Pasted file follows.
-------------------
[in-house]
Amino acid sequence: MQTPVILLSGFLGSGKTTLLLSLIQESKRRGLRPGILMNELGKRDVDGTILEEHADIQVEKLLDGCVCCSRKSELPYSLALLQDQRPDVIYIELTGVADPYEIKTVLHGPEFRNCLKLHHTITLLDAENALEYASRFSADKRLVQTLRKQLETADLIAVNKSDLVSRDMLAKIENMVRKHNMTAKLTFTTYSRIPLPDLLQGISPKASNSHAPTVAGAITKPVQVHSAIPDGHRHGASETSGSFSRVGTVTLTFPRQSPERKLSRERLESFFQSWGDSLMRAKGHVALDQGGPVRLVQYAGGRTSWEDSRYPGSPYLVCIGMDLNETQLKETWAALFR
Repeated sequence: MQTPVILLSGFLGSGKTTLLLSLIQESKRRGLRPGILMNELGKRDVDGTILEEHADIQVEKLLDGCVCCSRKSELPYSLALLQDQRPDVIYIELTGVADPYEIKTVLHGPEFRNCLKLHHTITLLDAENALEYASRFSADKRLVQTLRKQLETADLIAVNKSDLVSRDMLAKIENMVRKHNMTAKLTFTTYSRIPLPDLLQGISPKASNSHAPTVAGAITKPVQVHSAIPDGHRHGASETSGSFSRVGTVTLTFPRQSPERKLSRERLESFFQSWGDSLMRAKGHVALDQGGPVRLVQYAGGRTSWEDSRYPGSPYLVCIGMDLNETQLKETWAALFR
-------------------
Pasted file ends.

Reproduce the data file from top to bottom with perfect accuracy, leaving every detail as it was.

[in-house]
Amino acid sequence: MQTPVILLSGFLGSGKTTLLLSLIQESKRRGLRPGILMNELGKRDVDGTILEEHADIQVEKLLDGCVCCSRKSELPYSLALLQDQRPDVIYIELTGVADPYEIKTVLHGPEFRNCLKLHHTITLLDAENALEYASRFSADKRLVQTLRKQLETADLIAVNKSDLVSRDMLAKIENMVRKHNMTAKLTFTTYSRIPLPDLLQGISPKASNSHAPTVAGAITKPVQVHSAIPDGHRHGASETSGSFSRVGTVTLTFPRQSPERKLSRERLESFFQSWGDSLMRAKGHVALDQGGPVRLVQYAGGRTSWEDSRYPGSPYLVCIGMDLNETQLKETWAALFR
Repeated sequence: MQTPVILLSGFLGSGKTTLLLSLIQESKRRGLRPGILMNELGKRDVDGTILEEHADIQVEKLLDGCVCCSRKSELPYSLALLQDQRPDVIYIELTGVADPYEIKTVLHGPEFRNCLKLHHTITLLDAENALEYASRFSADKRLVQTLRKQLETADLIAVNKSDLVSRDMLAKIENMVRKHNMTAKLTFTTYSRIPLPDLLQGISPKASNSHAPTVAGAITKPVQVHSAIPDGHRHGASETSGSFSRVGTVTLTFPRQSPERKLSRERLESFFQSWGDSLMRAKGHVALDQGGPVRLVQYAGGRTSWEDSRYPGSPYLVCIGMDLNETQLKETWAALFR